5 Proven Rules for Better Cloud Security

Cloud Security is something that IT needs to consider very seriously as businesses move their operations to the Cloud. The security hardware and software and the policies and procedures they use for in-house systems need to be modified for external operations from the cloud. Cloud Security becomes a matter for IT operational management and strategic planning.

Because it is a fairly new discipline, IT can have a problem getting to grips with effective Cloud Security measures. One model which is gaining traction is the “shared responsibility” model. This means that the provider of the cloud platform is responsible for the security of the cloud, and the customer is responsible for the security of what is held in the Cloud.

Improving the security of a Cloud environment can be quite simple.

First, define some goals:


  • Perimeter Security. Traditionally, security was based on creating solid perimeter defences. Cloud Security models are based on authentication and access control because of the dynamically changing and dispersed nature of endpoints and the increasing use of BYOD devices by remote users.
  • Scalability. The dynamic nature of a Cloud means that the infrastructure to support rapidly changing storage and processing is also dynamic. Operational policies and procedures need to be equally fluid.   These policies are often contained in a Business Continuity Plan, so it must reflect the Cloud environment.
  • Monitoring. Hosting critical business systems and their data in the Cloud opens up an entirely new and much larger attack surface for malware and other hacker threats.  New threats are evolving every day, and existing ones are increasing in frequency and ferocity.   Monitoring defences and making sure they are up to date becomes a critical task.  Proactive is the new watchword.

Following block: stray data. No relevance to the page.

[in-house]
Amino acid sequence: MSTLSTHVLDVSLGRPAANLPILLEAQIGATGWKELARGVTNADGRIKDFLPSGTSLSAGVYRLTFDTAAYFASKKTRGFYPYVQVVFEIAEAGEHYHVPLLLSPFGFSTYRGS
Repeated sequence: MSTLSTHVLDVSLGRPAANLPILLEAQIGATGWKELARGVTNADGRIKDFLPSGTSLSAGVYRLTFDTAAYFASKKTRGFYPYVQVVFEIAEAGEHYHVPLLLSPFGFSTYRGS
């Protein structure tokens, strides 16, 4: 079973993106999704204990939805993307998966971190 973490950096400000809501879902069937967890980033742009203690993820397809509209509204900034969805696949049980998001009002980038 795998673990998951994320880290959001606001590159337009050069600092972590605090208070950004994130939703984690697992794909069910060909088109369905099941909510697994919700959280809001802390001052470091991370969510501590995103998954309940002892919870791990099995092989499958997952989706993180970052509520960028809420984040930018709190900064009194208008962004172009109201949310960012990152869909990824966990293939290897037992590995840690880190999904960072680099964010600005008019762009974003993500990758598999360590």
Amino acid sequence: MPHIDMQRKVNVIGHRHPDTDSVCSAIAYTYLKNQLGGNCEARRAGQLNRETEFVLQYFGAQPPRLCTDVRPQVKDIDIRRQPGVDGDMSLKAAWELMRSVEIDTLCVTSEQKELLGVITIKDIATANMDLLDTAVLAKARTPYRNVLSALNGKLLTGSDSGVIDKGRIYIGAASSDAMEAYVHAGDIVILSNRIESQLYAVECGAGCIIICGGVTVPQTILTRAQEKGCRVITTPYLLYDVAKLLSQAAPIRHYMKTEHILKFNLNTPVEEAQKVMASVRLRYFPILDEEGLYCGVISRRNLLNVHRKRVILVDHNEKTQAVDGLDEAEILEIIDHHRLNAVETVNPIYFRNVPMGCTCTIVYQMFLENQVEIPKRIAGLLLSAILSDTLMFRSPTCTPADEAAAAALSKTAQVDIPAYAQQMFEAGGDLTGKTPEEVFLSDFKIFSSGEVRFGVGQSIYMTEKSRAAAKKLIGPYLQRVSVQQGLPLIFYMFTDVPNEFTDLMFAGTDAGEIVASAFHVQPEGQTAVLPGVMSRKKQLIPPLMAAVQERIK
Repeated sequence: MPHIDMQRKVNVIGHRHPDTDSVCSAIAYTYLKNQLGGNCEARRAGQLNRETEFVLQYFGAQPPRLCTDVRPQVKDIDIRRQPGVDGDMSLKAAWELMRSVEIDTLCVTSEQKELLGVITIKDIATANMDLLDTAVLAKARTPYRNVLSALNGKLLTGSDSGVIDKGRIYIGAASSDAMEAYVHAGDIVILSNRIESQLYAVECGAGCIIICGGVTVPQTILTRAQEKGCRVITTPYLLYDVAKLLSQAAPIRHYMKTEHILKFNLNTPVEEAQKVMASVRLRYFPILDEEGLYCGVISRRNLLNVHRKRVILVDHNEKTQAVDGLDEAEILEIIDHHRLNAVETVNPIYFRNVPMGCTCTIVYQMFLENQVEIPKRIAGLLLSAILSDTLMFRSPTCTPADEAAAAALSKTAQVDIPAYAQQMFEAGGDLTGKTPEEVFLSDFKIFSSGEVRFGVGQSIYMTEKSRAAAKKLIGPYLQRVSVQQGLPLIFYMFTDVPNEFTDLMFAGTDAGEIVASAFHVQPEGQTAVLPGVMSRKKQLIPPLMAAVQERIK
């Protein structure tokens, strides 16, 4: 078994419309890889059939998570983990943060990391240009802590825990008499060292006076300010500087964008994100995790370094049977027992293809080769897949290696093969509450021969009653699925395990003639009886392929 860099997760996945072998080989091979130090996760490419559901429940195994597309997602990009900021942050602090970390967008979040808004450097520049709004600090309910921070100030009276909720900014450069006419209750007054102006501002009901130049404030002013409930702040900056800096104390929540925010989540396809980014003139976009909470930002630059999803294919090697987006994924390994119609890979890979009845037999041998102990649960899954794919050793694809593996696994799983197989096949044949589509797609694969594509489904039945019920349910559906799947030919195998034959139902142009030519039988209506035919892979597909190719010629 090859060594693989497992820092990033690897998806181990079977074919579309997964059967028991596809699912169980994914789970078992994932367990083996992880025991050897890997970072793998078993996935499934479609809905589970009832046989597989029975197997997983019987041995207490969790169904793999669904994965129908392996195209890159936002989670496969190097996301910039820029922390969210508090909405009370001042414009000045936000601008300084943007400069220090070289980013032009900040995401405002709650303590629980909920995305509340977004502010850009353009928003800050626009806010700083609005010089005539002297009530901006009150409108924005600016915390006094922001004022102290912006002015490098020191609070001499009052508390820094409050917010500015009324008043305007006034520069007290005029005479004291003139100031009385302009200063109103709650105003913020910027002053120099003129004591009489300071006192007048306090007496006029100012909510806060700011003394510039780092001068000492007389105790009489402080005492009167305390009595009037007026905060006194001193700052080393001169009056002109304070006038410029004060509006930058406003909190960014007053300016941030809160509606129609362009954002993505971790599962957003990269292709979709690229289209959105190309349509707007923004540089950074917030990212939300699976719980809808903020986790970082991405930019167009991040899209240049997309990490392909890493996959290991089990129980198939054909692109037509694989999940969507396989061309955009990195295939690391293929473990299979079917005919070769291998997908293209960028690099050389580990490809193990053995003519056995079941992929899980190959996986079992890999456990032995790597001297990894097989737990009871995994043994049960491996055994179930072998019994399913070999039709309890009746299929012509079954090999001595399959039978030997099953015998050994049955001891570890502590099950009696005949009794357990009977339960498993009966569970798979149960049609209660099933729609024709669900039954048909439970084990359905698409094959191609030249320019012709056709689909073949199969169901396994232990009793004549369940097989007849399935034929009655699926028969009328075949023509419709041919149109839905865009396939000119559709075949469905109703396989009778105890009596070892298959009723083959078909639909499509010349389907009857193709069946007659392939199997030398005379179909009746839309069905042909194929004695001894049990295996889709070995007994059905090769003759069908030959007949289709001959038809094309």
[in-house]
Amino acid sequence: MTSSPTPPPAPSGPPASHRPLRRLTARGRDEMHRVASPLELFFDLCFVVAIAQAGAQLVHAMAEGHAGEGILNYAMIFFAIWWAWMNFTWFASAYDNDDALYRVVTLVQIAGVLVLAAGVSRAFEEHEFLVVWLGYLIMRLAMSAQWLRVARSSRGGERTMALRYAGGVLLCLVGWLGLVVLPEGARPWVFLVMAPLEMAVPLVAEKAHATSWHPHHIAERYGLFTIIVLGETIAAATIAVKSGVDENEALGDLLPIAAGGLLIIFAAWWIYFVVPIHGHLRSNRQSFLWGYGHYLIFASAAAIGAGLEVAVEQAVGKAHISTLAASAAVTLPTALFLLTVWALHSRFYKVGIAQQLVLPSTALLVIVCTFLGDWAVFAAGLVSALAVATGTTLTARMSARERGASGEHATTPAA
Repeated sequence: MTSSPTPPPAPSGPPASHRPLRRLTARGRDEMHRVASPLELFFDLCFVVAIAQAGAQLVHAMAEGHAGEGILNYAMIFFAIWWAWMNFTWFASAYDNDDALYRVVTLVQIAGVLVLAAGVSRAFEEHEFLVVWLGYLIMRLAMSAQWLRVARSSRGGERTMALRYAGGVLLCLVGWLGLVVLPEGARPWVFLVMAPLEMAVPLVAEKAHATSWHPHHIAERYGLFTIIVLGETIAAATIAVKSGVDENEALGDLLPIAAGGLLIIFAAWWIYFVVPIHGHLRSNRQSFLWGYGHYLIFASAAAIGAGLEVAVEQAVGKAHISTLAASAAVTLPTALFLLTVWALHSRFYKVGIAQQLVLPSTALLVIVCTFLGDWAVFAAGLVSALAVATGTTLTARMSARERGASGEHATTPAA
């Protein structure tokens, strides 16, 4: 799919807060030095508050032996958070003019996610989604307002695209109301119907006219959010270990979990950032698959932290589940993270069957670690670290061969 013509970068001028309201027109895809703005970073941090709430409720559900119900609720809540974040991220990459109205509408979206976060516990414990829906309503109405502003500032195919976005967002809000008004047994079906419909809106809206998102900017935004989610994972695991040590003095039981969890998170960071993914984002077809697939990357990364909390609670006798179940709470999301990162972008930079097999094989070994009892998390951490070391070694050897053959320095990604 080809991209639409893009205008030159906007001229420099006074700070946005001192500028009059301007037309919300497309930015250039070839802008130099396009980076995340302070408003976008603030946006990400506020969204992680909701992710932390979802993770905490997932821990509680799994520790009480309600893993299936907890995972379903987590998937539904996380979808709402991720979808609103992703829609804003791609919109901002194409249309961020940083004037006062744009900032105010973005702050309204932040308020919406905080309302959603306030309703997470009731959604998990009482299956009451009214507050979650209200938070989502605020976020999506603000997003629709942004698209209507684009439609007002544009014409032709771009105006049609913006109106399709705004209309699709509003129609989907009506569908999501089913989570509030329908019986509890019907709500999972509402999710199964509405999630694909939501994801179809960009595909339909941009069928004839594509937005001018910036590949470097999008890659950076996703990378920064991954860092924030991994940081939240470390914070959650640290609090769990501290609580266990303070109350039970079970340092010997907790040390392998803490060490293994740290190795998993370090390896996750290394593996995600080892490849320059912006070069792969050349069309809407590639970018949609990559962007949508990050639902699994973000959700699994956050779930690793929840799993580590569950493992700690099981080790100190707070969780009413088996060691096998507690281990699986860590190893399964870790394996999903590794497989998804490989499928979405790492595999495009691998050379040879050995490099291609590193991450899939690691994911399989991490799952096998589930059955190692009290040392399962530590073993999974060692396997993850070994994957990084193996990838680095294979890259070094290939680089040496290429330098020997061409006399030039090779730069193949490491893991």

Here are five rules that have been proven to work in practice.

  1. Default Configurations

    Default Configuration

    Under no circumstances allow hardware and software to retain default configurations and access credentials. Review the configuration, enable only those services that you need, change the access user credentials and remove the default ones.

    Part of this process is severely limiting manual configurations. If possible, use automated techniques to limit the potential for accidental or deliberate misconfigurations. The ultimate objective is to remove the need for, and the ability to, carry out manual configuration.  In networking, a Software-Defined or Intent-Based network is the goal.

  2. Secure and Regularly Audit User Credentials

    Audit User Credentials

    Cloud Security is heavily dependent on users having valid access credentials that first, allow access, and second define what they can see and do. The current move is towards a zero-trust model, where unauthorised users are blocked, and authorised users are given the lowest possible access privileges. They only receive elevated privileges when they are authorised to have them. Access control is enhanced by implementing a 2FA model.

    An option is to move the Cloud environment to PKI authentication. This removes the need for passwords, and anyone without access to the private key is locked out. Password theft is irrelevant, and brute-force login attacks will fail.

    Using groups can ease the admin workload considerably. Assigning all users to groups can implement a fine-grained security environment without overloading administrators. For example, create an admin group that has root access, but deny it to all other groups.   A Reporting Group can have users with read-only access. Groups can be disabled temporarily by applying a non-access policy and reactivated by removing it later.

    Monitoring and a very regular audit of groups, their users and access levels is a must.

  3. A Business Continuity Plan

    Business Continuity Plan

    This is not optional. You will have security issues at some point and will need to recover from a catastrophic event.   Design a Business Continuity plan based on your risk evaluation. It will involve third parties, so a communications plan is another essential component.

  4. DNS


    A common hack is to hijack a DNS entry and divert users to a fake website. Monitor and regularly review your DNS credentials and Cloud configurations to prevent Domain hijacking.

  5. Logging and Monitoring

    Usually, it is reactive, and it must change to become proactive. Use risk-based logging and make sure that alerts are used, and make them actionable, not just informative.

There are many other things that can be done, but the five tips set out above will give a solid basis for improvements in your Cloud Security.

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